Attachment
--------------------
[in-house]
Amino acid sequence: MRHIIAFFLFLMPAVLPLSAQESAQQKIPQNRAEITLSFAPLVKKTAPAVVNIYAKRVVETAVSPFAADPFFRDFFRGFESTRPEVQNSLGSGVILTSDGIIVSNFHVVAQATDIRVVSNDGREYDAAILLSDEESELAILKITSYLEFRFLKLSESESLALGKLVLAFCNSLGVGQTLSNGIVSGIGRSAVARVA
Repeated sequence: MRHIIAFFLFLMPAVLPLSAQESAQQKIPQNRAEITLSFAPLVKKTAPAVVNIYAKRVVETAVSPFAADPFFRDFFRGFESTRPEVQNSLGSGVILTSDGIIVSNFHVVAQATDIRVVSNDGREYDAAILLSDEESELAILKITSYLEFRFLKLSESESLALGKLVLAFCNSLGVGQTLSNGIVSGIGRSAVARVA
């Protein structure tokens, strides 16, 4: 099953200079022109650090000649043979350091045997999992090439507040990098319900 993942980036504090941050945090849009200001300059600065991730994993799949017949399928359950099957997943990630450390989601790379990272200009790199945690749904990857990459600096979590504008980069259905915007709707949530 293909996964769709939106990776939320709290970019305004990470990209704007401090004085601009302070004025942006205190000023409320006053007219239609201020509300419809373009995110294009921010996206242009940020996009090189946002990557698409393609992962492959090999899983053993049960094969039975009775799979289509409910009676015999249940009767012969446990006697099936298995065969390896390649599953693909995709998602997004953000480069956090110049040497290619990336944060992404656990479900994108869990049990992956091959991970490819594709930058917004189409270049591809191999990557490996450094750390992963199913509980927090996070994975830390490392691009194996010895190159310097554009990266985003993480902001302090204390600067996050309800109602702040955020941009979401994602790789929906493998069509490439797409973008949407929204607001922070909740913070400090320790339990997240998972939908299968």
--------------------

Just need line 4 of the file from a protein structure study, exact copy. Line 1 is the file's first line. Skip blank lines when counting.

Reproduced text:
């Protein structure tokens, strides 16, 4: 099953200079022109650090000649043979350091045997999992090439507040990098319900 993942980036504090941050945090849009200001300059600065991730994993799949017949399928359950099957997943990630450390989601790379990272200009790199945690749904990857990459600096979590504008980069259905915007709707949530 293909996964769709939106990776939320709290970019305004990470990209704007401090004085601009302070004025942006205190000023409320006053007219239609201020509300419809373009995110294009921010996206242009940020996009090189946002990557698409393609992962492959090999899983053993049960094969039975009775799979289509409910009676015999249940009767012969446990006697099936298995065969390896390649599953693909995709998602997004953000480069956090110049040497290619990336944060992404656990479900994108869990049990992956091959991970490819594709930058917004189409270049591809191999990557490996450094750390992963199913509980927090996070994975830390490392691009194996010895190159310097554009990266985003993480902001302090204390600067996050309800109602702040955020941009979401994602790789929906493998069509490439797409973008949407929204607001922070909740913070400090320790339990997240998972939908299968």